Although he starts out talking about otaku from a technically-accurate and stigmatizing distance, I think it is very noteworthy that William Gibson ends up talking about them as us, about all of us having these otaku drives. It’s not just the avid anime collectors and the Star Trek geeks. Citizens of information and consumption world, we are in our daily lives collectors, archivists, cleaning our desktops, marking our favorite pages, filing our favorite pictures. Many of us are otaku, or at least, at times, otakki.

We have these needs to latch on emotionally, to categorize, evaluate, collect, archive, and share. Of course, otaku are also active creators-both of symbolic meaning itself as well as of new things of substance like written fiction, serializations, movies, and so on.

In fact, I think this is directly on target. There is a very otaku-like (“otakki”) nature to contemporary existence, enabled by widespread digital information and communications technology, is what is creating radical shifts in consumption, and causing the shocks to the industrial system of intellectual “property” “rights.” It’s behind a lot of the fan conflicts I’ve written about (many others have too). For instance, consider the recent Rowling versus RDR Harry Potter case I wrote about in a past posting. This legal case is all about classic otaku behavior. And the jury is still, literally, out on this one.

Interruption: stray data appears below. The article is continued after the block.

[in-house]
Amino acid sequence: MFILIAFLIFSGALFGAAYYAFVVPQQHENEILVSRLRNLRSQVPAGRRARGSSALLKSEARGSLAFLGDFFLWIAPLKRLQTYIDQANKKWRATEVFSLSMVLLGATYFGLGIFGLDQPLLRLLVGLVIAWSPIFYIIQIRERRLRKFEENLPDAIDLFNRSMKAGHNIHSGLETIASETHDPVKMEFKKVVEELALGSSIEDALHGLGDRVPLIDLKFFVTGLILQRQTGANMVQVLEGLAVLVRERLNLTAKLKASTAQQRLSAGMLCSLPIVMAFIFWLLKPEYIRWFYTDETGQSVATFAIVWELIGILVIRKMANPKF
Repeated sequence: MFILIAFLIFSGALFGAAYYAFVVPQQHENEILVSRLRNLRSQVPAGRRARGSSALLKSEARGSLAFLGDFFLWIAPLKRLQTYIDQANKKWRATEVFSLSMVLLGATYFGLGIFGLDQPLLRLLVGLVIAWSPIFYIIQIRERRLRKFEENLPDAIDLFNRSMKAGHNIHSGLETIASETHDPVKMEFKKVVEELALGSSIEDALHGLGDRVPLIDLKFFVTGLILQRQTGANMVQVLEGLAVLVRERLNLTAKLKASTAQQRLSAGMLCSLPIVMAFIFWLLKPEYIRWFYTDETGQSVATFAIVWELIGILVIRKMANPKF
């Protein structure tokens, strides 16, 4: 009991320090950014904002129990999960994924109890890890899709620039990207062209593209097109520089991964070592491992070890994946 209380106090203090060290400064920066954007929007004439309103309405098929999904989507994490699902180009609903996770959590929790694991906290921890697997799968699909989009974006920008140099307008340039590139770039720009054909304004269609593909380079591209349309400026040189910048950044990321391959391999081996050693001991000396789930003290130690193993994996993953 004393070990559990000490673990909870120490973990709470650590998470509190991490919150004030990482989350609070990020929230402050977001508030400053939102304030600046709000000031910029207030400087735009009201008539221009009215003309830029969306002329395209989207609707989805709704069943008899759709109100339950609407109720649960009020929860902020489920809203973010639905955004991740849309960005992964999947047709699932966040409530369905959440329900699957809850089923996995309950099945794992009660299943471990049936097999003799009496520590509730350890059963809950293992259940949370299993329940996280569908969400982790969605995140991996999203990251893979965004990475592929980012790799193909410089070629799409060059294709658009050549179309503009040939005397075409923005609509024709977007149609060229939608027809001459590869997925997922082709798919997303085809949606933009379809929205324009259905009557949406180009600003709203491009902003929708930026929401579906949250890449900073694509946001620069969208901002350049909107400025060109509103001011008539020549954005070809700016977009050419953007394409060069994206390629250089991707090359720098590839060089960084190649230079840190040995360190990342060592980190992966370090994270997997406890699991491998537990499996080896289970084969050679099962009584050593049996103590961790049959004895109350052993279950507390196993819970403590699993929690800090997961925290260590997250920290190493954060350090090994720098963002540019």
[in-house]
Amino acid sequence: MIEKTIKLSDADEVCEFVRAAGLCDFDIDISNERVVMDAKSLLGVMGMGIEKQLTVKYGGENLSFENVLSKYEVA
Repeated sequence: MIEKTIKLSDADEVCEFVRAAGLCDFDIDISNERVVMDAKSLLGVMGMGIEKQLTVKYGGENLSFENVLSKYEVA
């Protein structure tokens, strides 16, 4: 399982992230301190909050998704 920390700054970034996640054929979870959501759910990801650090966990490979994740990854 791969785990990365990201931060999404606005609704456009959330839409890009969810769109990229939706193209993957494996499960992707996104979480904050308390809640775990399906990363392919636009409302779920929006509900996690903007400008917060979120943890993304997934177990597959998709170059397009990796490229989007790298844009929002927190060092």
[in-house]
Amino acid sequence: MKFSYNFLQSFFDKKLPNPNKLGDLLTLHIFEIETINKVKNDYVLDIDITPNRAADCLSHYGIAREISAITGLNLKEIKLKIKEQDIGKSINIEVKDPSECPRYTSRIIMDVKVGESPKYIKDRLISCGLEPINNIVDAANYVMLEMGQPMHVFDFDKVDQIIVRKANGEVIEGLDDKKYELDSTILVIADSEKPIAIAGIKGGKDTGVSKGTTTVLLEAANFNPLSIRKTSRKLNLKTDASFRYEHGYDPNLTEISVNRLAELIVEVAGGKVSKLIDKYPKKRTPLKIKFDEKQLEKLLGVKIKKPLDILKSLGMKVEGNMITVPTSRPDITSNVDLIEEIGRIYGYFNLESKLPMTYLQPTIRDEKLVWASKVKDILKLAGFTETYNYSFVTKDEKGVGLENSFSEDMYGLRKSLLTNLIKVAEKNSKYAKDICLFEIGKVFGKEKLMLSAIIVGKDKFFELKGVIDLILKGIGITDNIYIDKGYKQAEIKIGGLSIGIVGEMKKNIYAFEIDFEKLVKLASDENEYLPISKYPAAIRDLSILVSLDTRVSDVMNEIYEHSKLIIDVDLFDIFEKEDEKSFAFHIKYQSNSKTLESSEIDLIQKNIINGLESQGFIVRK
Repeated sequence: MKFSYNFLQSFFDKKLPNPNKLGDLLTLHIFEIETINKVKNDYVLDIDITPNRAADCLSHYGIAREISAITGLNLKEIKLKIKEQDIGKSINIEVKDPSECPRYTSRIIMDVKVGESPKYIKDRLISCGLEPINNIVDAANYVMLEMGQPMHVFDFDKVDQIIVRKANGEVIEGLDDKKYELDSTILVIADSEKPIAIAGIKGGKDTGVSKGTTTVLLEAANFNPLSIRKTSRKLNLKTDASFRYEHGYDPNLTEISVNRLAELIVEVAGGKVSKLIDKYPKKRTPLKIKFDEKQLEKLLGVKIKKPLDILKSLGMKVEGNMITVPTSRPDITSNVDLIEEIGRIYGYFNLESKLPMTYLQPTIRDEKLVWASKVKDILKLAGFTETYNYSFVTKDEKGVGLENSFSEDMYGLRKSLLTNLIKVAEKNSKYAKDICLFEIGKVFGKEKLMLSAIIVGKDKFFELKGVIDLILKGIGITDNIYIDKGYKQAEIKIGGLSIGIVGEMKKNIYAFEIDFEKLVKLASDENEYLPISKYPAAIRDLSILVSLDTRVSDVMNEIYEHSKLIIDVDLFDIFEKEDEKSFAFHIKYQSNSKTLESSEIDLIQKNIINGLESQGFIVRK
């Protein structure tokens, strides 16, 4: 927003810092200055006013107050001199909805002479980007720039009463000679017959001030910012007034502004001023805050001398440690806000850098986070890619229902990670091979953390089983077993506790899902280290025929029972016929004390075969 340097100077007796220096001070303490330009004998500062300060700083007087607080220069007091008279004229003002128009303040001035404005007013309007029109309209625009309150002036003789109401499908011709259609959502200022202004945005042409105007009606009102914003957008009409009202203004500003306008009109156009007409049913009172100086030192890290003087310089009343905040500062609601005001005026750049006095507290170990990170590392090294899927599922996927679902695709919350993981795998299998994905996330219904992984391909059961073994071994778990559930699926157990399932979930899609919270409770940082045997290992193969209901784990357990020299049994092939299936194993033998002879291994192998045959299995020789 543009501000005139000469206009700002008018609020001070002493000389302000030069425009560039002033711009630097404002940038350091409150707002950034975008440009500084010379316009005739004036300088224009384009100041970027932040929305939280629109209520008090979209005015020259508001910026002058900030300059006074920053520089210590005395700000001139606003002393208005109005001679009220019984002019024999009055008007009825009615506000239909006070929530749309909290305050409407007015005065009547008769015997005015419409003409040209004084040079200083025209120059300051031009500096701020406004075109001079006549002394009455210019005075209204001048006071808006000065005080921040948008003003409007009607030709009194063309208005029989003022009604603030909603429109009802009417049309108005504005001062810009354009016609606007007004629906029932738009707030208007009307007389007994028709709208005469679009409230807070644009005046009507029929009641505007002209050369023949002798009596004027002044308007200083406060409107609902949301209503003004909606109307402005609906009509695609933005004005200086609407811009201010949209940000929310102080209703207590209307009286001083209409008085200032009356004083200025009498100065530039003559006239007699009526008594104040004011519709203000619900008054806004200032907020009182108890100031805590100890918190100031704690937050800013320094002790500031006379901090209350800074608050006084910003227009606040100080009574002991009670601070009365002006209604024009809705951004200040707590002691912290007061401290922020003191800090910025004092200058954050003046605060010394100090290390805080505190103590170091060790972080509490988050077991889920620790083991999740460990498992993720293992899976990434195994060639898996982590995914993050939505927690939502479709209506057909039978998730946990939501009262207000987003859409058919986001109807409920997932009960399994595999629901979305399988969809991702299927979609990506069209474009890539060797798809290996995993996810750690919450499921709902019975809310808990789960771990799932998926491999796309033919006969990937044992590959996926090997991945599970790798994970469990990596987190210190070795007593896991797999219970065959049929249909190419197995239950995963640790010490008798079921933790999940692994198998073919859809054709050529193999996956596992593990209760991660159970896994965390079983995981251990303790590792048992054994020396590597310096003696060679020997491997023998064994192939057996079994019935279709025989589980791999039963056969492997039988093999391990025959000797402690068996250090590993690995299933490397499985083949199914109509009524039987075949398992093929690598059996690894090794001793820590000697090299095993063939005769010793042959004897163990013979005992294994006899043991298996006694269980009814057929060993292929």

I’d like to propose here and now a redefinition of the otakki.
I’d love to move otaku, otakki, and fan based definitions away from some of the nerdy, geeky, stalker-obsessive, creepy serial killer stereotypes that hinder our understanding of subcultures. I’d like to suggest that we have much to gain in terms of general understanding in recognizes the universality of the otakki way in our contemporary consumer culture. I’d also like to suggest that we continue to broaden and think about a science of the otaku, a science of the fan, that recognizes the universality and also the variety of manifestations of the forms of personal and cultural engagement that we have with commercial culture.

Here is the definition—academic style.